Covered technologies used to generate today’s hydrogen include steam methane reforming, coal gasification (with an eye watering 25 tons of CO2 per ton of hydrogen), pyrolysis, renewable electrolysis, fuel cell electrolysis, solar photoelectrocatalysis and solar photocatalysis.

Our conclusion is that natural gas remains the most viable fuel source on a weighted basis, considering both cost and carbon emissions, It may also be easier to de-carbonise natural gas directly than via the hydrogen route.

This data-file is a global hydrogen market breakdown, disaggregating the 110MTpa market (mainly ammonia, methanol and refining), how it is met via different production technologies, and our estimates of those technologies’ costs (in $/kg) and CO2 intensities (in kg/kg or tons/ton).

Offshore Capex for Technology Leaders?

offshore capex for technology leaders

Technology leadership determines offshore capex. Specifically, this data-file measures a -88% correlation coefficient between different Major’s offshore patent filings in 2018 and their projects’ capex costs.

The details: We have tabulated the number of Offshore Patents filed in 2018, across 25 leading Majors, from our sample of 3,000 patents. We have also tabulated a dozen, recent, offshore greenfields operated by these companies, which were sanctioned in 2017-19. Investments from Aramco, BP, Equinor, Exxon, Petrobras, TOTAL and Shell are included.

The lowest-cost  projects are not “easy oil”. The most economical project in the entire sample, at $17M/kboed, has a complex gas cap with a risk of asphaltene precipitation.  Also in the ‘Top 5’ are an Arctic greenfield, an ultra-deepwater carbonate with unusually high-CO2 and an ultra-high pressure deep-water field. Economical development depends on leading technology.

To see the projects included in the analysis, please download the data-file…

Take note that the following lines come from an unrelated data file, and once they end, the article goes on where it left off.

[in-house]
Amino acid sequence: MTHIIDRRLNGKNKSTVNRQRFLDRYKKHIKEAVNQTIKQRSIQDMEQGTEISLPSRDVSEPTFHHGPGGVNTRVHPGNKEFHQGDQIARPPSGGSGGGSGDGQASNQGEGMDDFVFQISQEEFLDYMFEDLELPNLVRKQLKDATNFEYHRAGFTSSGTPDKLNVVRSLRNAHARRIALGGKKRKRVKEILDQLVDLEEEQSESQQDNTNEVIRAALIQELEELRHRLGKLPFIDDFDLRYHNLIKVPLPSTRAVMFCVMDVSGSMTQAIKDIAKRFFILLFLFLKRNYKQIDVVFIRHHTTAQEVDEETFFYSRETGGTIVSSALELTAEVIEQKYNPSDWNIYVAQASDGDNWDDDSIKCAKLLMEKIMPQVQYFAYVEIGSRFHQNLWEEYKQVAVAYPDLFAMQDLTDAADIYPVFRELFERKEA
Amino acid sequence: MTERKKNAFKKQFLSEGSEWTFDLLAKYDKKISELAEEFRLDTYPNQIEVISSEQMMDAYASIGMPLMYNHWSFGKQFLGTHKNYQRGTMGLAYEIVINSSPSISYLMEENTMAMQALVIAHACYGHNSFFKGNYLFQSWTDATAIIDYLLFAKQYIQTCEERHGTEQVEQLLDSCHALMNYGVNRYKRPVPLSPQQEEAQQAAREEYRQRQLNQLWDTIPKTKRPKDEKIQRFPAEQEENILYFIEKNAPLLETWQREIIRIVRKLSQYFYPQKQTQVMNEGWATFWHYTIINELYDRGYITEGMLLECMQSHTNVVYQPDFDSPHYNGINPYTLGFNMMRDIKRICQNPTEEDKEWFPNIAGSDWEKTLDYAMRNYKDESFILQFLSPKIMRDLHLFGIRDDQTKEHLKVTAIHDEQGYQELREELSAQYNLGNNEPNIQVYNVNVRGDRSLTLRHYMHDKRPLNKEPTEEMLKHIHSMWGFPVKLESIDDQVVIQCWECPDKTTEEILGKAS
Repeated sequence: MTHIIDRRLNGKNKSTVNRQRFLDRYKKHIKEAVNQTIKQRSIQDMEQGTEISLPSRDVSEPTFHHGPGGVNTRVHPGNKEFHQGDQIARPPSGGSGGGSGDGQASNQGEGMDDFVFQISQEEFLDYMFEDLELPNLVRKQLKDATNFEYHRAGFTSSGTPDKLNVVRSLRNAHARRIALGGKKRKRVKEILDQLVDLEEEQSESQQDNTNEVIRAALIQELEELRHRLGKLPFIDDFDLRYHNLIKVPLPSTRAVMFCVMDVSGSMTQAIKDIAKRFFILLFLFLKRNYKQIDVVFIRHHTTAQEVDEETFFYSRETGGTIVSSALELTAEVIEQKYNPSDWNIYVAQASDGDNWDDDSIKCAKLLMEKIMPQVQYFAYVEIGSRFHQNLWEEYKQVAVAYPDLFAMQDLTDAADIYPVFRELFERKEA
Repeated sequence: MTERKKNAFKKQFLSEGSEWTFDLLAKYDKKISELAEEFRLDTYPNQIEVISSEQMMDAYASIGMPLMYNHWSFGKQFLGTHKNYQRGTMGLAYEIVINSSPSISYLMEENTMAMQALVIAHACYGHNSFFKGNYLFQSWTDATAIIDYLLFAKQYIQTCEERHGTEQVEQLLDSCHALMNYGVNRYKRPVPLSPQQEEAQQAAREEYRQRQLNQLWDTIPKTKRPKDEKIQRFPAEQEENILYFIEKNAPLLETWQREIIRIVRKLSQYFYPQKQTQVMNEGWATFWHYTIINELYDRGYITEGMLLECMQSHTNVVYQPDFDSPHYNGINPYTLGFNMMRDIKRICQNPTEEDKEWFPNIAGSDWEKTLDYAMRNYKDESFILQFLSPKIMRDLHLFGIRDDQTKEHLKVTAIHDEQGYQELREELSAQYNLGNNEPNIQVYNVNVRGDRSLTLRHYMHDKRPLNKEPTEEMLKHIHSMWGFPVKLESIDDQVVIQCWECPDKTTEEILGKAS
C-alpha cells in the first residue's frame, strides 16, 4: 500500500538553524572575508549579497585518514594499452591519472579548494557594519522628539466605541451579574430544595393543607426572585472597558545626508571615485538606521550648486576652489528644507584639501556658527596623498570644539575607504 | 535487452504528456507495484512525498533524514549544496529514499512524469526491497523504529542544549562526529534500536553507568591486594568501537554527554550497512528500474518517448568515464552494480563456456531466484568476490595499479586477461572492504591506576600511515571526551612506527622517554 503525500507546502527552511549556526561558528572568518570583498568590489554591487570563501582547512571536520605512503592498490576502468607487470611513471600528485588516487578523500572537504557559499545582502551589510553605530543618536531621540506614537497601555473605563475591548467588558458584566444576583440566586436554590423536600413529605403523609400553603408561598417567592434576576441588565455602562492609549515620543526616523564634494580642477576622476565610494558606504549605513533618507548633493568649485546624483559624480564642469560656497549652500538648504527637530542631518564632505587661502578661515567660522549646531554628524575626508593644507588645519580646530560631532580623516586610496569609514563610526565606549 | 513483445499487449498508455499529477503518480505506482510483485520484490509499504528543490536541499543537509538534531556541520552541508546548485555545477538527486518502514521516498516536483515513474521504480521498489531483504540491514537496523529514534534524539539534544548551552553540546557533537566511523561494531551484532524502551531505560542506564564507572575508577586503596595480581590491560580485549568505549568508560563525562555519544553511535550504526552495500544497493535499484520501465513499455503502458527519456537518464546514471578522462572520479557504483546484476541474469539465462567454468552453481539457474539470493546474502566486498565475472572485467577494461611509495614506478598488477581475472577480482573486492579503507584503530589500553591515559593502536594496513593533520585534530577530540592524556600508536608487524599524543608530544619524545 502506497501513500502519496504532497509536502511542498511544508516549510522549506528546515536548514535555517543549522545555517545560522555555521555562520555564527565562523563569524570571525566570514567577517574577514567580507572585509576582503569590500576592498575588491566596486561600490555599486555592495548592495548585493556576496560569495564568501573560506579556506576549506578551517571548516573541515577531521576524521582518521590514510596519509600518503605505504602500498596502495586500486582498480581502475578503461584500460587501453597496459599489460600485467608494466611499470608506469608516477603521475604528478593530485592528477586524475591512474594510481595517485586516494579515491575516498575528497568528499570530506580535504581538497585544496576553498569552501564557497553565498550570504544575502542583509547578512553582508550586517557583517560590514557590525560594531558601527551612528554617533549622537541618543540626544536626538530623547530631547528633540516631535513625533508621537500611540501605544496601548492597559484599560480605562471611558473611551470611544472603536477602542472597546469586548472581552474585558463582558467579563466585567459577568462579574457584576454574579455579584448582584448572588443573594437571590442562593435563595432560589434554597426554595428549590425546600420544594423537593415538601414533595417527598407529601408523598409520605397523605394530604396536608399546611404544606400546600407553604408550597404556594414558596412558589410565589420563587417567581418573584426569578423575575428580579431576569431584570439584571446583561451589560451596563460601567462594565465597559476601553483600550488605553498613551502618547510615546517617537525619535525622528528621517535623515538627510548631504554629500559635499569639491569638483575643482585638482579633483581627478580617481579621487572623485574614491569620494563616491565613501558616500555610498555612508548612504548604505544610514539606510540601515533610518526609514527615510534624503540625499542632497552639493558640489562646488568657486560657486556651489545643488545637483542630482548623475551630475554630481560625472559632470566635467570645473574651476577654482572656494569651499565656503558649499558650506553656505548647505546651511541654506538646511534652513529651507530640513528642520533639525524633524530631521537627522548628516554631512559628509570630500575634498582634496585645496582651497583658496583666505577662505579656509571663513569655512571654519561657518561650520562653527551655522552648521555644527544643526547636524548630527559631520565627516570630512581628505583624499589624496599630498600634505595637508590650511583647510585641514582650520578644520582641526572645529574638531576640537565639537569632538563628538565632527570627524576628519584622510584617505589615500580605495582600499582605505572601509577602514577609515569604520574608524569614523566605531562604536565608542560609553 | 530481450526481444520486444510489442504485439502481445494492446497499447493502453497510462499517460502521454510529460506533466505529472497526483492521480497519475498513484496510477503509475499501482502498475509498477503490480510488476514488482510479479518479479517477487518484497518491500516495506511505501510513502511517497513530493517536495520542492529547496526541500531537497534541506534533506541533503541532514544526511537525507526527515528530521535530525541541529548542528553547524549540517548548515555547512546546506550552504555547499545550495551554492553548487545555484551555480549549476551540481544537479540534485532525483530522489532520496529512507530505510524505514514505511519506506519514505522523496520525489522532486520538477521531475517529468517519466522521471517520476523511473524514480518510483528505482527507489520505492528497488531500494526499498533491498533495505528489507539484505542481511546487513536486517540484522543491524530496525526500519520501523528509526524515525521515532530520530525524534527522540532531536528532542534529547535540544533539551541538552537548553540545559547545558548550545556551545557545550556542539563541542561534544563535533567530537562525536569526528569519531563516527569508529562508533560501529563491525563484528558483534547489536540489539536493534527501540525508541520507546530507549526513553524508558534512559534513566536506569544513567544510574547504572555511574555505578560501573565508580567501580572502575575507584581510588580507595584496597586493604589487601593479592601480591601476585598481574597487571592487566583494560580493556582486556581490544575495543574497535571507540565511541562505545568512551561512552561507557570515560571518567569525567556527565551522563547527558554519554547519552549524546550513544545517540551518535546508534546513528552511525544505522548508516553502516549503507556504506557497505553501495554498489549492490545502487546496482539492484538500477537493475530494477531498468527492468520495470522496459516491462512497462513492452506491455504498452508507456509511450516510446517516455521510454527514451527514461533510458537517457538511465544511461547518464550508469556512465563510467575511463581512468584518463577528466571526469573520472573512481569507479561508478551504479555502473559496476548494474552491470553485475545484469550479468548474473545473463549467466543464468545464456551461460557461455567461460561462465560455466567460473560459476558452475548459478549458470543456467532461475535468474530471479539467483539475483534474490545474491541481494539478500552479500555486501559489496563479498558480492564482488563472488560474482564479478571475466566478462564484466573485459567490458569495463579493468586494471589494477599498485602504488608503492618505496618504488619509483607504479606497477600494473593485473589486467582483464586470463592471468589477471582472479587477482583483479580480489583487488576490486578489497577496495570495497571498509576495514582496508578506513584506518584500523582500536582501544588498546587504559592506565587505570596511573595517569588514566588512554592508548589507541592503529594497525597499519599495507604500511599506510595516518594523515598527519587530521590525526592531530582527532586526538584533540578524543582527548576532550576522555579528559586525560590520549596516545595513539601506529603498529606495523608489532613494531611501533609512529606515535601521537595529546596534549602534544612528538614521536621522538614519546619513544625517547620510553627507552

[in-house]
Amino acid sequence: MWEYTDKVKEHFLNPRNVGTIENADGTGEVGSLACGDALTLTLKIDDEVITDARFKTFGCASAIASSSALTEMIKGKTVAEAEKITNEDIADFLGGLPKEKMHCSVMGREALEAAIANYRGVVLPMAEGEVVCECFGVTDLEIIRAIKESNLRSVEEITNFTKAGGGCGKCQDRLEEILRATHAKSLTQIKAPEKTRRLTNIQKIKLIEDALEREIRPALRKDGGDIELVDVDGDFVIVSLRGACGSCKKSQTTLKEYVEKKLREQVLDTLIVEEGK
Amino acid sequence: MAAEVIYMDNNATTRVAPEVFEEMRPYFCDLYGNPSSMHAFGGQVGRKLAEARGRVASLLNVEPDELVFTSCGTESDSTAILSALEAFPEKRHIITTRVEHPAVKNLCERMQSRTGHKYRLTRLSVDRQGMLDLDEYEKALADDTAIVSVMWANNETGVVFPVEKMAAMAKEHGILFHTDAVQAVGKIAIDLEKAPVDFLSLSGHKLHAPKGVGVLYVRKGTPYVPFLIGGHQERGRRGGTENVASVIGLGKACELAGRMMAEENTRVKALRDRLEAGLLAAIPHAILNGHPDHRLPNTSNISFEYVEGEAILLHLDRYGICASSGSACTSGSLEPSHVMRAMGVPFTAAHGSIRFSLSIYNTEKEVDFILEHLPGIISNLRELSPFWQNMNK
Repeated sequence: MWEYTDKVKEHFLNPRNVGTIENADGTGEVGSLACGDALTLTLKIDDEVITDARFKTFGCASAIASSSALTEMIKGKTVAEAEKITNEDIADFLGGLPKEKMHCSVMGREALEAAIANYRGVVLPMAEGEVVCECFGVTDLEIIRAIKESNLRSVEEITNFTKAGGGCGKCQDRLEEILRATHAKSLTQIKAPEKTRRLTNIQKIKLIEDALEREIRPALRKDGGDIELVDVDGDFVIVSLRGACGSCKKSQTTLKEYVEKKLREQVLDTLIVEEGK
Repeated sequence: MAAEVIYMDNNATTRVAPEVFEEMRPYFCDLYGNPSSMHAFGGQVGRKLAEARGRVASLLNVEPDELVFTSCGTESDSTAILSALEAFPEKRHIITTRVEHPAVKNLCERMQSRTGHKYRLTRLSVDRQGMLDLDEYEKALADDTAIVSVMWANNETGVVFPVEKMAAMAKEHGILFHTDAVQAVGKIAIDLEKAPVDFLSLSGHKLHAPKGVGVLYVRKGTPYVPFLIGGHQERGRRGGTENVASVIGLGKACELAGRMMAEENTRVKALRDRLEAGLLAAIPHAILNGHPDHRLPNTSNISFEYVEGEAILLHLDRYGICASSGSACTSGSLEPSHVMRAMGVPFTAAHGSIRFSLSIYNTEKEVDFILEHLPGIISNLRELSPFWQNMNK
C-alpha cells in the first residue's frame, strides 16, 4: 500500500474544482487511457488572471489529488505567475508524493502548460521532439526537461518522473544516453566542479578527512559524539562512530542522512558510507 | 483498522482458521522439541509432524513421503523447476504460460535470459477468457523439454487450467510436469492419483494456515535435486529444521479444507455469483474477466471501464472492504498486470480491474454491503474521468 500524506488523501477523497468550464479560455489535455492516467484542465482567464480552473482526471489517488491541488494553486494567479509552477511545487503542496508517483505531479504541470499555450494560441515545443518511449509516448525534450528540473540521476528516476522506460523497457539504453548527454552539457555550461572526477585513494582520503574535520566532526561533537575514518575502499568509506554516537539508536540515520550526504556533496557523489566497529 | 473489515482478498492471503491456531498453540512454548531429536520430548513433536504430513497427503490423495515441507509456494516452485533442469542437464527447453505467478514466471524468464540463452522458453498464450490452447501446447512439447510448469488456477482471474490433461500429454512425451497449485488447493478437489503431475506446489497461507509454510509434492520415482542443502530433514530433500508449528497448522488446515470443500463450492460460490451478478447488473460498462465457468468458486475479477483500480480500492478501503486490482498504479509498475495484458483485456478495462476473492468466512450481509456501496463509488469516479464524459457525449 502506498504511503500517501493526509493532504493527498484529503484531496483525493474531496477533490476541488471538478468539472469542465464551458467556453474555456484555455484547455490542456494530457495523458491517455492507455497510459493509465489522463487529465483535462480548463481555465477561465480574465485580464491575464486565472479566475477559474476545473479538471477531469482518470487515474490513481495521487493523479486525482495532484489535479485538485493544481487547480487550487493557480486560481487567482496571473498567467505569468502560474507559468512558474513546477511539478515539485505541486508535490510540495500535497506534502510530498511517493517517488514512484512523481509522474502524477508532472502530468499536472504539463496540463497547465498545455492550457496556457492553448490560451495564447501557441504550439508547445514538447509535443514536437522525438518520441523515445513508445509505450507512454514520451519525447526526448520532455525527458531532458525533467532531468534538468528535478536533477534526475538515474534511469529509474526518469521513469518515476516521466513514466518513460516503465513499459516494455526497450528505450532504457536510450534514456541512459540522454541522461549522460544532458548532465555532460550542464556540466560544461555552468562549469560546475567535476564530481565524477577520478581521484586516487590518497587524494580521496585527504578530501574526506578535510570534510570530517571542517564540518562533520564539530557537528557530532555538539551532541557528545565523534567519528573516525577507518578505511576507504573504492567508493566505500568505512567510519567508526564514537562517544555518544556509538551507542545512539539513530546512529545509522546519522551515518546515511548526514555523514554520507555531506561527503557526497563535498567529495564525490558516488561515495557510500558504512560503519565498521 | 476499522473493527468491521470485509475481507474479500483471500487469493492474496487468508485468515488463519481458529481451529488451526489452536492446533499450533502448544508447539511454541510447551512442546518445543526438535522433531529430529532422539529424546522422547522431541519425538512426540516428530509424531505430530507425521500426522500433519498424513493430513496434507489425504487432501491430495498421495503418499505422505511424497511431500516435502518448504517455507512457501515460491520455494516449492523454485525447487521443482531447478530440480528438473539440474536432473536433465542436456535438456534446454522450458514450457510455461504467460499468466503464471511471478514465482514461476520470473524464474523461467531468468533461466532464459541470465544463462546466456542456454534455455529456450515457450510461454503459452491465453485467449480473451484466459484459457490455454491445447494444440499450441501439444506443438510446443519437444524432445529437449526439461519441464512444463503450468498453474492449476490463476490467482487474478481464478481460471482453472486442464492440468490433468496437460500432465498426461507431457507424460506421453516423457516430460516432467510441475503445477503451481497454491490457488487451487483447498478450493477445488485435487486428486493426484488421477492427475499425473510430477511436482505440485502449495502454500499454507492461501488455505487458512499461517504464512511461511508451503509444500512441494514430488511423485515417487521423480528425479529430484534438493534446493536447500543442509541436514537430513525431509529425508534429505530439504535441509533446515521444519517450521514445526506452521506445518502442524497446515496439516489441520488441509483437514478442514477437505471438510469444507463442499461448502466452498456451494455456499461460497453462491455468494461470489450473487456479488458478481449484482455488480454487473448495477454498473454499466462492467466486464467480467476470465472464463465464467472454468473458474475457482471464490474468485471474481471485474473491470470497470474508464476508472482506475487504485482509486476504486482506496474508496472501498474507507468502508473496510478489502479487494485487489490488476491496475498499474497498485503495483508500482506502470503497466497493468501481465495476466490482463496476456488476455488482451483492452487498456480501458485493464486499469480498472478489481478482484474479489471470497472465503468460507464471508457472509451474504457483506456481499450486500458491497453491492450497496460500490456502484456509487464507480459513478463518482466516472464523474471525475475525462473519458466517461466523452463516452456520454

Shale: Upgrade to Fiber?

DAS Quest for Idealized Completion

Completing a shale well depends on over 40 variables. Each one can be optimised using data. It follows that next-generation data could deliver next-generation shale productivity.

This note focuses on the most exciting new data methodology we have seen across the entire shale space: distributed acoustic sensing (DAS) using fiber-optic cables. It has now reached critical mass.

DAS will have six transformational effects on the shale industry. Leading operators and service companies are also assessed.

Aerial Vehicles Re-Shape Transportation Costs?

costs per passenger-kilometer for transportation

This model calculates the costs per passenger-kilometer for transportation, based on mileage, load factors, fuel prices (oil and electricity), fuel-economy, vehicle costs and maintenance costs.

Ground level vehicles are assessed using data from around the industry, on gasoline, electric, owned and taxi vehicles.

Aerial vehicles could compete with taxis as early as 2025. By the 2030s, their costs can be 60% below the level of car ownership.

This model shows all of our input assumptions and calculations.

Oil Companies Drive the Energy Transition?

Disrupt Agriculture Energy Opportunities

There is only one way to decarbonise the energy system: leading companies must find economic opportunities in better technologies. No other route can source sufficient capital to re-shape such a vast industry that spends c$2trn per annum. We outline seven game-changing opportunities. Leading energy Majors are already pursuing them in their portfolios, patents and venturing. Others must follow suit.

Shale EOR: the economics

the economics of a shale-EOR

This model assesses the economics of a shale-EOR huff’n’puff project. NPVs and IRRs can be stress-tested as a function of oil prices, gas prices, production-profiles, EUR uplifts and capex costs. Our input assumptions are derived from technical papers. We think that economics are increasingly exciting, as the technology is de-risked. As more gas is stranded in key shale basins, base case IRRs rise from c15% well-level IRRs to c20%.

The World’s Great Gas Fields and Their CO2

CO2 content of gas fields

The CO2 content of gas fields is going to matter increasingly, for future gas development decisions: CO2 must be lowered to 50ppm before gas can be liquefied, adding cost. Moreover, it is no longer acceptable to vent the separated CO2 into the atmosphere.

Large, low-CO2 resources like the Permian, Marcellus and Mozambique are well-positioned to dominate future LNG growth.

This data-file tabulates 30 major gas resources around the world, their volumes, their CO2 content and how the CO2 is handled.

Copyright: Thunder Said Energy, 2019-2023.